Continue reading

Man from UNCLE movie poster 2

For a long dead TV property, The Man from U.N.C.L.E. looks like it might have fallen into the right hands.  Director Guy Ritchie (Sherlock Holmes) has now released two stylish and compelling trailers–two of the best previews we’ve seen this year–for a late summer movie release that we didn’t think we’d have any reason to be interested in.

If the movie matches the previews, we have another “international man of mystery” story to look forward to–a James Bond with the retro-cinematography feel of the BBC’s TV adaptation of Michael Dibdin’s Zen novels.  Despite the fact that the film features the stars of the failed Man of Steel and The Lone Ranger reboots, we have some hope for this one, so long as it can avoid going the way of Johnny Depp’s Dark Shadows.

Henry Cavill, Armie Hammer, Alicia Vikander, Elizabeth Debicki, and Hugh Grant star in this relook at Robert Vaughn and David McCallum’s classic agents for the United Network Command for Law and Enforcement (U.N.C.L.E.).  Cavill fills in for Vaughn as Napoleon Solo and Hammer for McCallum as Russian Illya Kuryakin.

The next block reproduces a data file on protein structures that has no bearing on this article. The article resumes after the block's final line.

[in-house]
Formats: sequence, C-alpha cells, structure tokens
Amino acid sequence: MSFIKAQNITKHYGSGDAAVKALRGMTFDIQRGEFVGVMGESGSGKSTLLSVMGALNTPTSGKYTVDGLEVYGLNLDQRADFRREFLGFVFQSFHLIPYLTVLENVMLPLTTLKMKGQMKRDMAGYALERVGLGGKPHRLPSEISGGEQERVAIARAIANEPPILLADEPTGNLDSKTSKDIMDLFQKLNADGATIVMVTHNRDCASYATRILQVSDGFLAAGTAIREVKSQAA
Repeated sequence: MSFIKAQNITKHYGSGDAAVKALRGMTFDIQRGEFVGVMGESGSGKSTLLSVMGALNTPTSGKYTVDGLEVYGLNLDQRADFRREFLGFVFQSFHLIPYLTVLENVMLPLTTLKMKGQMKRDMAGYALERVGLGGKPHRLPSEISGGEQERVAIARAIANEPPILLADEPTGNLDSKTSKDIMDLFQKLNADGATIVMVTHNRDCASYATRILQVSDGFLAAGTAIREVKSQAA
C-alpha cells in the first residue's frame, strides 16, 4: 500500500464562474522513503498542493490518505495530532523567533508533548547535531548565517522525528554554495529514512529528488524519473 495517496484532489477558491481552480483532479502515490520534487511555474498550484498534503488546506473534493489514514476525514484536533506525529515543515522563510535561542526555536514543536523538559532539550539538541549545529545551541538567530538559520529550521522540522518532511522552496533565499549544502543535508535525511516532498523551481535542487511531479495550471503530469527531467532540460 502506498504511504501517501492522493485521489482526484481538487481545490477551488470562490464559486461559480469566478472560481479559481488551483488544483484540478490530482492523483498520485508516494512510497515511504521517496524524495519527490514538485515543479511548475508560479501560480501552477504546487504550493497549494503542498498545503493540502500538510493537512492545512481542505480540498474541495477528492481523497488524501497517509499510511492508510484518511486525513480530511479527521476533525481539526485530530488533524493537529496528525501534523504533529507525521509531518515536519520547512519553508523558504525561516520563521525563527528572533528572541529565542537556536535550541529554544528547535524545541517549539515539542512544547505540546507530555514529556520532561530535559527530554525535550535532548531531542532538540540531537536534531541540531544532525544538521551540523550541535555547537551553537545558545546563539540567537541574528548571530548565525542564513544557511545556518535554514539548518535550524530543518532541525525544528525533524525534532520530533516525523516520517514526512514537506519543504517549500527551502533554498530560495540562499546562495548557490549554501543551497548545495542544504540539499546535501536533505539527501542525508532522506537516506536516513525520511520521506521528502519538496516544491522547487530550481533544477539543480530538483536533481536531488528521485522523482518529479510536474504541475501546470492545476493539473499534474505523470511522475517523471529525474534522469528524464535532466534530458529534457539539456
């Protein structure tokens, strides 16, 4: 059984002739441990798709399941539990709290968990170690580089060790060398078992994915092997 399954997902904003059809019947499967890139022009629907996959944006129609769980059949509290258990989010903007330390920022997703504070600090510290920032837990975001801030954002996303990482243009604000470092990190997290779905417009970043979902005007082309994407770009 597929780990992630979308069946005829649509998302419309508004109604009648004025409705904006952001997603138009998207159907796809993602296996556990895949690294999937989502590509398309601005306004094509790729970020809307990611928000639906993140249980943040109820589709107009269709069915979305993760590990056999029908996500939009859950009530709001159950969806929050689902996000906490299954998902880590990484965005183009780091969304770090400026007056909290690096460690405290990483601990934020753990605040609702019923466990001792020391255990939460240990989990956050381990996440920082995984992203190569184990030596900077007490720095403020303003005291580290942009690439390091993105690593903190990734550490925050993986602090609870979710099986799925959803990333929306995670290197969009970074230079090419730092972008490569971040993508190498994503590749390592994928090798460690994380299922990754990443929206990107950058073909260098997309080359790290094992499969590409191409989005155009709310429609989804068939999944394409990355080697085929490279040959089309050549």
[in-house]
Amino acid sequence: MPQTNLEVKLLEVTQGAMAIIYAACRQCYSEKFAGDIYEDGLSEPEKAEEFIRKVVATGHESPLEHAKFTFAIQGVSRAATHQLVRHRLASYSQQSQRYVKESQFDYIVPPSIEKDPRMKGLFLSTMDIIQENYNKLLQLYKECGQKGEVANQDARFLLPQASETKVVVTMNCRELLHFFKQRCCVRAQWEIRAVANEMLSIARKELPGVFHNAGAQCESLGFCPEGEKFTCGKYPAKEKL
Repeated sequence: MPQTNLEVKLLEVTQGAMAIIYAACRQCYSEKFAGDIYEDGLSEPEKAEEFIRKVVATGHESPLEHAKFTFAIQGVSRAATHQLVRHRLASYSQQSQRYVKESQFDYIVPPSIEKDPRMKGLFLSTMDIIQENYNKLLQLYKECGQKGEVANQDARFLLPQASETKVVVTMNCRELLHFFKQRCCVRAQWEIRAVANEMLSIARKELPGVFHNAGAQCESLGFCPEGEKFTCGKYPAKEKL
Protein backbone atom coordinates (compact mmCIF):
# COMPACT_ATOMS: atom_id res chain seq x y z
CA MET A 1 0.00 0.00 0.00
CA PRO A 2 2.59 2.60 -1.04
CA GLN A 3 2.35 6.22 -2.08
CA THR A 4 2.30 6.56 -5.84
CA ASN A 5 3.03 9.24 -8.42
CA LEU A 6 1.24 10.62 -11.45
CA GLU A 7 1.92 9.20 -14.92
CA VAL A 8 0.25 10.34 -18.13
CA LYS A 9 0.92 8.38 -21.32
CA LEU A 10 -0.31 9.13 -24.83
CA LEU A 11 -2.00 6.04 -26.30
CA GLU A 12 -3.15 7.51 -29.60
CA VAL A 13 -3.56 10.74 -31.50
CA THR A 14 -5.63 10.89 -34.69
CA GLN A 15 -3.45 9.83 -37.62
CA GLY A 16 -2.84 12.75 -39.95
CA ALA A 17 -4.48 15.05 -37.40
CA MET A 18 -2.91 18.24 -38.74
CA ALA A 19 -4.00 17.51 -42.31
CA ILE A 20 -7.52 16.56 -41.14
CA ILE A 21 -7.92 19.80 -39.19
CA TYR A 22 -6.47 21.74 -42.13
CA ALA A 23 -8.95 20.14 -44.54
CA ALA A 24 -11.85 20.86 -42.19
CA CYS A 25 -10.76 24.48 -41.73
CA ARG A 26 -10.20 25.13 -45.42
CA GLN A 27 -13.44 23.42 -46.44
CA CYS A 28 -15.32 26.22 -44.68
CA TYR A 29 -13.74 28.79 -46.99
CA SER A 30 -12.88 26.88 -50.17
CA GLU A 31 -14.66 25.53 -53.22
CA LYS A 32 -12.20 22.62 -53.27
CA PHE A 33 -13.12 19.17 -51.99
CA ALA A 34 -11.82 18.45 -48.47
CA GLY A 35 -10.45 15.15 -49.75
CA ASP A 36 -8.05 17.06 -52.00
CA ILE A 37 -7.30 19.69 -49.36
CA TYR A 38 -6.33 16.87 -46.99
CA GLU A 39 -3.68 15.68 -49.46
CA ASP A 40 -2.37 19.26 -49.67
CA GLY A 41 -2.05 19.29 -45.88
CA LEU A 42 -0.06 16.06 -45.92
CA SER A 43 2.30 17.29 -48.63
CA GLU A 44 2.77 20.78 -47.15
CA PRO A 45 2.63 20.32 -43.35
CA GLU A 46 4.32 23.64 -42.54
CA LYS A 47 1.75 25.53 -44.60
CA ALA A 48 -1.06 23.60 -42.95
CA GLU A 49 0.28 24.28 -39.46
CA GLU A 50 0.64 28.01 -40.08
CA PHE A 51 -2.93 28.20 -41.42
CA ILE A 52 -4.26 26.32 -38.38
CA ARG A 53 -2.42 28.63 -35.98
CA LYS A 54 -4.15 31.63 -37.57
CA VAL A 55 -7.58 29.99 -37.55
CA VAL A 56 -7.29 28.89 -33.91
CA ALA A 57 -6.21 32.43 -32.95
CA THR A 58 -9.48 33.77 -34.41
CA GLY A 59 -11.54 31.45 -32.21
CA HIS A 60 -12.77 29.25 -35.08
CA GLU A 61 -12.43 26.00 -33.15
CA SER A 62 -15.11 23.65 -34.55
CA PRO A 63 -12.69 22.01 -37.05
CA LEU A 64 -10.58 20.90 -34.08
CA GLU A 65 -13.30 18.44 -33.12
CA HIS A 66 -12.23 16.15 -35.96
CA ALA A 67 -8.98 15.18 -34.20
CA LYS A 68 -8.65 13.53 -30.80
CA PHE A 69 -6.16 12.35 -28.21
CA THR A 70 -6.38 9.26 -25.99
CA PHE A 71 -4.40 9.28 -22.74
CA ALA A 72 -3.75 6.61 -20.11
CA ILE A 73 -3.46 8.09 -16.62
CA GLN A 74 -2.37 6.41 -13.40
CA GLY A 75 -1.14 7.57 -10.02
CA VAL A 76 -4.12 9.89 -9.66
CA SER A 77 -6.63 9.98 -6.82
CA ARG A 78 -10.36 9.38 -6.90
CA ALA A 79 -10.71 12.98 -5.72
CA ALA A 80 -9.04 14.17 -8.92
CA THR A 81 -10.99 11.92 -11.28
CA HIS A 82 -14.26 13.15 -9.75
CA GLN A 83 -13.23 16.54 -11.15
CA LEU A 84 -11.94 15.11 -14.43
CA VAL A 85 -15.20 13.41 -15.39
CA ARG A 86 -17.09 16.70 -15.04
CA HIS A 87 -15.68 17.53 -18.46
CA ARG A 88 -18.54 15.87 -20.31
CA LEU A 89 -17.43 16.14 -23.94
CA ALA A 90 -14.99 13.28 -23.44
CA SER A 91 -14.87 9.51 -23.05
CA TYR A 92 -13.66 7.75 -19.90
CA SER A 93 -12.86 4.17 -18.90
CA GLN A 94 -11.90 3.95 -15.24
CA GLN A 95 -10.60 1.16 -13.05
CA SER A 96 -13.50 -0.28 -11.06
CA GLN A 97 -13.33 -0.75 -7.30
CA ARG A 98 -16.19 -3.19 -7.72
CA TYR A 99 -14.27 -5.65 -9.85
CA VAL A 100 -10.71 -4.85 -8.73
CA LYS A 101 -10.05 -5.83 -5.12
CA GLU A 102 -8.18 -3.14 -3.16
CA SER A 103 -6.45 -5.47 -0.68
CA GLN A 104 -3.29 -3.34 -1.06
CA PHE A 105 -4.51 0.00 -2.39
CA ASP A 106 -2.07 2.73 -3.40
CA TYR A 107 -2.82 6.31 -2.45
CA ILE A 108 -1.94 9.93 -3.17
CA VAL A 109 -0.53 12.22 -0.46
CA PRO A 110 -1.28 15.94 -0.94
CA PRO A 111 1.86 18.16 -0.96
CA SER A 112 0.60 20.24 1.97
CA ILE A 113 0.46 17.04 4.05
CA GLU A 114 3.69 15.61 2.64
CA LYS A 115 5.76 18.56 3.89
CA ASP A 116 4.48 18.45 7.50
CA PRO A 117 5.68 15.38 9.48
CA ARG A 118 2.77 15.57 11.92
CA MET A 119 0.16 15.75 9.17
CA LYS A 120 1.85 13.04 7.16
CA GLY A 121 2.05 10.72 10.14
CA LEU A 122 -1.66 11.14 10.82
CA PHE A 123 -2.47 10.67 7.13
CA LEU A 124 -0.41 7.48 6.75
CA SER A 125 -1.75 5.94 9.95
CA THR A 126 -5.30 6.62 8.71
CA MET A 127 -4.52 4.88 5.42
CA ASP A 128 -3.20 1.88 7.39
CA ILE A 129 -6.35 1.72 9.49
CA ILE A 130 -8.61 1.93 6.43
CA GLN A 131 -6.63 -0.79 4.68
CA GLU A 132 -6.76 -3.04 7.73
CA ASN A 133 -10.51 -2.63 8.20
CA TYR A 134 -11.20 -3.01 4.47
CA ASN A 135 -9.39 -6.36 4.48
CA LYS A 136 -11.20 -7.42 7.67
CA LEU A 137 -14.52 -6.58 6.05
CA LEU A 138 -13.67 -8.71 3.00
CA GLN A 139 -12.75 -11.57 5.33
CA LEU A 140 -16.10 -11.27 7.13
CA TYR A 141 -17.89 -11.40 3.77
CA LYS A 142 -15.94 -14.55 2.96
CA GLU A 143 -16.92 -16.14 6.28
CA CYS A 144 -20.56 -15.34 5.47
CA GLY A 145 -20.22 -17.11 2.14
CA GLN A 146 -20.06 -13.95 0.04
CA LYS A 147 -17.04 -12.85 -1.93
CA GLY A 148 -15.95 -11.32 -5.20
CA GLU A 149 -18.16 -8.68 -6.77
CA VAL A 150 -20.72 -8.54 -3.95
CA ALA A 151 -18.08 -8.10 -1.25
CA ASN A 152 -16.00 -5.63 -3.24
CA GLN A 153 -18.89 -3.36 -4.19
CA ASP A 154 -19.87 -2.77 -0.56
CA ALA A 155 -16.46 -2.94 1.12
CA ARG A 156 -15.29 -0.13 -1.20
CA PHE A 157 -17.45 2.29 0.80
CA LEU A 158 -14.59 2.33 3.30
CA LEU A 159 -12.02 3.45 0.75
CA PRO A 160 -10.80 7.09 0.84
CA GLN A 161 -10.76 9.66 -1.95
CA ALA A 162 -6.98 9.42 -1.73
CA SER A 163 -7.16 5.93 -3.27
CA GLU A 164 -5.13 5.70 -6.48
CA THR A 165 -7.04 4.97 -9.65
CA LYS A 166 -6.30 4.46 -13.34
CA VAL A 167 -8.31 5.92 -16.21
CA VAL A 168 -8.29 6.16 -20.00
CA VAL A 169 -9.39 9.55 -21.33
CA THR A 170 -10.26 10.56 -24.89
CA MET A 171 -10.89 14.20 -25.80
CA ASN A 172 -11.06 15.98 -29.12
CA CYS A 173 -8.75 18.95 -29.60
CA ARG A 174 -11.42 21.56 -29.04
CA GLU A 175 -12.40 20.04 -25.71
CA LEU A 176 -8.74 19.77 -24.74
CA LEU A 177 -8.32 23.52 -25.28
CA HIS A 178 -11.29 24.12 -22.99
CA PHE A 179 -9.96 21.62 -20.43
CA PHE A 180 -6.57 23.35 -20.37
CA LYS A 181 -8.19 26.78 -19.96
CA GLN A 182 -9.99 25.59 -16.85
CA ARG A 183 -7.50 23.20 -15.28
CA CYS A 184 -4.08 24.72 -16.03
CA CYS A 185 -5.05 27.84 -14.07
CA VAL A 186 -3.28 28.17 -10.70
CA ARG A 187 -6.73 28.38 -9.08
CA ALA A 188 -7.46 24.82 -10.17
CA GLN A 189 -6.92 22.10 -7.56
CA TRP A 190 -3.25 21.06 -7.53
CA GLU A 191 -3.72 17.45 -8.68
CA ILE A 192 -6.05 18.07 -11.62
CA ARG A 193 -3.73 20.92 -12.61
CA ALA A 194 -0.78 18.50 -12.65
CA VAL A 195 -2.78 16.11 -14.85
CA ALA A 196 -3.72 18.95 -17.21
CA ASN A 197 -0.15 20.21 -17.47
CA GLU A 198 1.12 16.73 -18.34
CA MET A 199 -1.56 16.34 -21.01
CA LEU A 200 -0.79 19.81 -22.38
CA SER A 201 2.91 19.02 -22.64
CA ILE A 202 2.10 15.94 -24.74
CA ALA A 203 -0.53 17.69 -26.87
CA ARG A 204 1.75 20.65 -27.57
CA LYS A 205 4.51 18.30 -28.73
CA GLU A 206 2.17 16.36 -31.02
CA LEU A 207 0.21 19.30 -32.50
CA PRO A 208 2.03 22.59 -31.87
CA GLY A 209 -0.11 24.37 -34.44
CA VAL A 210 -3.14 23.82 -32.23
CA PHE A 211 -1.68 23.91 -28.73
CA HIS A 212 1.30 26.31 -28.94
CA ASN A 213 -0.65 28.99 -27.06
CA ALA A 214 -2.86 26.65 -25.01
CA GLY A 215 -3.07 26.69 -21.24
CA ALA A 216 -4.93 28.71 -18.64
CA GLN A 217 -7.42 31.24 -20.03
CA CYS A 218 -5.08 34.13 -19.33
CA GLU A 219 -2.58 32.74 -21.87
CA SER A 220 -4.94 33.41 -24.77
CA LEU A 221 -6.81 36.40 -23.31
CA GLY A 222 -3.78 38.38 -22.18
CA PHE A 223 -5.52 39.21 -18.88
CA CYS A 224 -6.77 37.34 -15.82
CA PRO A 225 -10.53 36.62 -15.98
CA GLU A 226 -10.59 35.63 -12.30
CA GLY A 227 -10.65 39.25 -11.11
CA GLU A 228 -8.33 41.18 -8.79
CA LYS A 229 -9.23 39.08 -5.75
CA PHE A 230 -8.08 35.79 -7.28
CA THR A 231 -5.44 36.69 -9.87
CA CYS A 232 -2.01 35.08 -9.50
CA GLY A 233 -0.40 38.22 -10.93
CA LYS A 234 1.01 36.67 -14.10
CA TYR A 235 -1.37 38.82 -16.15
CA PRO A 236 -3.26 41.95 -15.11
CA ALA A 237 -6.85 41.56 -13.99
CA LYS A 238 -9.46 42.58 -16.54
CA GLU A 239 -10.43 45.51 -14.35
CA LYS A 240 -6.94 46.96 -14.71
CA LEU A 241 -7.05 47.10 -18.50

Man from UNCLE banner

We now have a new poster for the film and a new trailer.  We previewed the first trailer at borg.com back in February here.  Check out this new trailer:

Continue reading

Cavill as Napoleon Solo Man from UNCLE

On the one hand, the first preview for Guy Ritchie’s remake of the 1960s Man from U.N.C.L.E. television series looks fairly stylish.  On the other, it stars the leads of the less than stellar Man of Steel and the remake of The Lone Ranger.  

Henry Cavill, Armie Hammer, Alicia Vikander and Hugh Grant co-star in the next spy flick trying to be James Bond.  The original U.N.C.L.E. series starred Robert Vaughn and David McCallum as agents for the United Network Command for Law and Enforcement.  Cavill fills in for Vaughn as Napoleon Solo and Hammer for McCallum as Illya Kuryakin.

A remake of this type would seem to have a pretty narrow audience.  Fans of the original will have the typical two camps: those that avoid it out of loyalty to the original and those who want to see more from the show’s universe of stories.  In a year where dozens of big box office draws are slated for release and already announced months ago as previously discussed here at borg.com, and when remakes (like The Lone Ranger) have proven to fail at the box office, this one will have a steep hill to climb.

Check out this first trailer for The Man from U.N.C.L.E., after the break:

Continue reading